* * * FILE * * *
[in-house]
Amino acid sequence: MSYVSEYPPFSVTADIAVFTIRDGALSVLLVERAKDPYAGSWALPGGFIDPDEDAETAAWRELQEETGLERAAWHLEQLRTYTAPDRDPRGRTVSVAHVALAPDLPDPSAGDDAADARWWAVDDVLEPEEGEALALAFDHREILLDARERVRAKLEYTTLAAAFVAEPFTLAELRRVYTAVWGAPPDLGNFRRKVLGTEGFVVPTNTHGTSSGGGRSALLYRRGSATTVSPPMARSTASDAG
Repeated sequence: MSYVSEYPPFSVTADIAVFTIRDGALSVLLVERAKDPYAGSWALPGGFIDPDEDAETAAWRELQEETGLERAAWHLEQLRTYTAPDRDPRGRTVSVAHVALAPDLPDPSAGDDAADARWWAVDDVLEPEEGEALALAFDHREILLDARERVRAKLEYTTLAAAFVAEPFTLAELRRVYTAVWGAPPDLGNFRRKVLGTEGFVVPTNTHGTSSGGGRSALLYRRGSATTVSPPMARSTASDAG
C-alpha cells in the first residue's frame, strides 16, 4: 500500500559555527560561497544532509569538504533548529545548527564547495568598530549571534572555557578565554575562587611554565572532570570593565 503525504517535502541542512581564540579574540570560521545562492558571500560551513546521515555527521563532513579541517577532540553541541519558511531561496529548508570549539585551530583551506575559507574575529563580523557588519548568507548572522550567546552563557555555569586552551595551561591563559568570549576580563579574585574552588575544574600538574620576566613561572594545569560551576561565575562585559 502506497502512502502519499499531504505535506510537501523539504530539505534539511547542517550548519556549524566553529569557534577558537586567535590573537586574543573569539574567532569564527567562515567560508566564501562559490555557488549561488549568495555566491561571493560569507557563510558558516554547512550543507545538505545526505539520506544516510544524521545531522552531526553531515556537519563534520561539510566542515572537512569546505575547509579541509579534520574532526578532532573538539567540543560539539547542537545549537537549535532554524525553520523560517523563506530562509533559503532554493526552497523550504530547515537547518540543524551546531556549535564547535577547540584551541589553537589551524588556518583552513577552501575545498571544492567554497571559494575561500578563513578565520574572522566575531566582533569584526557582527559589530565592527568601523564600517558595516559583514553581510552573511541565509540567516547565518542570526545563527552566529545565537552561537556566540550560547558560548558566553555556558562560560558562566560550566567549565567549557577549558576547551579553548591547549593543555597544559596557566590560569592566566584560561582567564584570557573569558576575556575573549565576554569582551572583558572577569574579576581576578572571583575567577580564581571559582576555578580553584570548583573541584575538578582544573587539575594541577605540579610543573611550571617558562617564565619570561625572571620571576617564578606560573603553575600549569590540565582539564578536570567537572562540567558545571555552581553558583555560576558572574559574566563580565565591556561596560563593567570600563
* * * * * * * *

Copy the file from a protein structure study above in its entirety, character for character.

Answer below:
[in-house]
Amino acid sequence: MSYVSEYPPFSVTADIAVFTIRDGALSVLLVERAKDPYAGSWALPGGFIDPDEDAETAAWRELQEETGLERAAWHLEQLRTYTAPDRDPRGRTVSVAHVALAPDLPDPSAGDDAADARWWAVDDVLEPEEGEALALAFDHREILLDARERVRAKLEYTTLAAAFVAEPFTLAELRRVYTAVWGAPPDLGNFRRKVLGTEGFVVPTNTHGTSSGGGRSALLYRRGSATTVSPPMARSTASDAG
Repeated sequence: MSYVSEYPPFSVTADIAVFTIRDGALSVLLVERAKDPYAGSWALPGGFIDPDEDAETAAWRELQEETGLERAAWHLEQLRTYTAPDRDPRGRTVSVAHVALAPDLPDPSAGDDAADARWWAVDDVLEPEEGEALALAFDHREILLDARERVRAKLEYTTLAAAFVAEPFTLAELRRVYTAVWGAPPDLGNFRRKVLGTEGFVVPTNTHGTSSGGGRSALLYRRGSATTVSPPMARSTASDAG
C-alpha cells in the first residue's frame, strides 16, 4: 500500500559555527560561497544532509569538504533548529545548527564547495568598530549571534572555557578565554575562587611554565572532570570593565 503525504517535502541542512581564540579574540570560521545562492558571500560551513546521515555527521563532513579541517577532540553541541519558511531561496529548508570549539585551530583551506575559507574575529563580523557588519548568507548572522550567546552563557555555569586552551595551561591563559568570549576580563579574585574552588575544574600538574620576566613561572594545569560551576561565575562585559 502506497502512502502519499499531504505535506510537501523539504530539505534539511547542517550548519556549524566553529569557534577558537586567535590573537586574543573569539574567532569564527567562515567560508566564501562559490555557488549561488549568495555566491561571493560569507557563510558558516554547512550543507545538505545526505539520506544516510544524521545531522552531526553531515556537519563534520561539510566542515572537512569546505575547509579541509579534520574532526578532532573538539567540543560539539547542537545549537537549535532554524525553520523560517523563506530562509533559503532554493526552497523550504530547515537547518540543524551546531556549535564547535577547540584551541589553537589551524588556518583552513577552501575545498571544492567554497571559494575561500578563513578565520574572522566575531566582533569584526557582527559589530565592527568601523564600517558595516559583514553581510552573511541565509540567516547565518542570526545563527552566529545565537552561537556566540550560547558560548558566553555556558562560560558562566560550566567549565567549557577549558576547551579553548591547549593543555597544559596557566590560569592566566584560561582567564584570557573569558576575556575573549565576554569582551572583558572577569574579576581576578572571583575567577580564581571559582576555578580553584570548583573541584575538578582544573587539575594541577605540579610543573611550571617558562617564565619570561625572571620571576617564578606560573603553575600549569590540565582539564578536570567537572562540567558545571555552581553558583555560576558572574559574566563580565565591556561596560563593567570600563